p. 306 — They do show rotation of a C – C bond beween two sp3 hybridized carbons.  But you can’t change the conformation of the other two sp3 hybridized carbons, although you can rotate the whole molecule in space to see how the rotation looks from various angles — pretty neat !

p. 308 — The periodic table is found in the back of the book, not the front.

p. 317 — Very slick to be able to rotate a molecule of meso tartartic acid into an identical configuration as its mirror image. 

p. 320 —  Watching a wire model of BINAP rotate in space is particularly impressive.  Notice how, at times, during the rotation the drawing appears to be rather flat (it’s a drawing after all), while at other times the molecule appears to jump off the page into three dimensional space.  This isn’t your brain playing tricks on you, but it’s your brain doing what your brain does best, inferring 3 dimensionality from the 2 dimensional projection of an image on your retina.  It’s worthwhile stopping the rotation, and seeing how two dimensional the images actually are.  Your brain is inferring 3 dimensionality by comparing images received over time.  Impressive, isn’t it?

p. 323 — I don’t think “Why nature uses only one enantiomer of most important biochemicals is an easier question to answer”  — I don’t think this was answered well.  They should have said what the ‘enormous number of diastereomers’ would mean.  What do you think? (answer below)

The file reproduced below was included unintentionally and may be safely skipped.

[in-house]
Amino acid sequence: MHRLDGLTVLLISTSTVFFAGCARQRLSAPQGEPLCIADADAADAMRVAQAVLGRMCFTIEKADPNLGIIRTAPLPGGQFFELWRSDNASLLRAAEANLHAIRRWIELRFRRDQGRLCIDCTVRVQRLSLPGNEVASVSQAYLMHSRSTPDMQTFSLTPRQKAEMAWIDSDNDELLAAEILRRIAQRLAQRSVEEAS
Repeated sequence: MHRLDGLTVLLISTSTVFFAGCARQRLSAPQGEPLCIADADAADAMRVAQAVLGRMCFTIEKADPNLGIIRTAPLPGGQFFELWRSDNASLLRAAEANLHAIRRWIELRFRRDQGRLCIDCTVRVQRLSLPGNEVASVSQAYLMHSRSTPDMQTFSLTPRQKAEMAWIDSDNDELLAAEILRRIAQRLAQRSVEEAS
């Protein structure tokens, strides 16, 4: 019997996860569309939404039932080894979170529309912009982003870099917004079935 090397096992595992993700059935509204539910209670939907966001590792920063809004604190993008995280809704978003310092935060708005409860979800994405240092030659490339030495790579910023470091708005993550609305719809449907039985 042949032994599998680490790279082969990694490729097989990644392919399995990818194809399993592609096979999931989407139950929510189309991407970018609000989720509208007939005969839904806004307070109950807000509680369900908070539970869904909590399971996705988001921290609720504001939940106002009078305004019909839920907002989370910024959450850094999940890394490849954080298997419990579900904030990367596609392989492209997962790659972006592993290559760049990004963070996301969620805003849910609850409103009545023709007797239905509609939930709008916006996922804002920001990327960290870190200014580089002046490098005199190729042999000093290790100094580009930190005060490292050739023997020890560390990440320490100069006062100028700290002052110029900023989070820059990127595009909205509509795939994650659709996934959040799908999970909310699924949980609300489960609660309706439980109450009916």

It’s the enormous number of DIFFERENT physical properties the different diastereomers would have. 
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  • MJ  On June 10, 2012 at 11:28 am

    I’m a major fan of Levitt’s text. I kind of wish I had first stumbled across it when I was first *really* learning NMR (above and beyond the brief exposure to it as an undergraduate), as I think it does the best job of getting someone to a point where they can tackle a more specialized text on biological or solid-state NMR, as well as start doing research.

    TMS also serves as an acceptable reference for silicon-29 NMR. On a more practical note, TMS is something that you can add to a solution NMR sample in organic solvent – it’s rather inert and can be evaporated. For solution NMR of biomolecules in aqueous solution, DSS (sodium salt of 2,2-dimethyl-2-silapentane-5-sulphonic acid) is used as it’s water-soluble in contrast to TMS. For solids NMR, adamantane is a popular chemical shift reference – although with solids, there are other complications at work there. There are, of course, known offsets to reconcile any issues between the various schemes. Realistically, one uses whatever is more suitable and then just plugs in the offset to get you to the TMS standard.

    Given that I am sometimes happy just to see a signal when doing NMR, I don’t spend much time thinking about how to rationalize proton chemical shifts. So take this with a grain of NaCl. Are you observing different shifts for ortho, meta, and para protons upon substitution, and not just a collective translation up- or downfield of the spectrum as a whole? Also, I presume that the chemical shift data for benzene versus these various aromatic derivatives were all done identically – one can get solvent-induced shifts, especially if using aromatic solvents. In general, since I don’t know specifically what molecules they’ve got listed in the book, I will just mention this – the more complicated and messy-looking the aromatic compound, the more difficult it’s going to be to intuit the chemical shift differences. Even the tabulated empirically-based charts that are out there for doing some fairly detailed estimates begin to fail if the molecule gets too messy.

    I really do like the Jmol complement they’ve got going there. Although – I may just be missing it – they don’t have the space-fill option for all of the figures. I really think it can be a helpful thing to see along with the skeleton representation.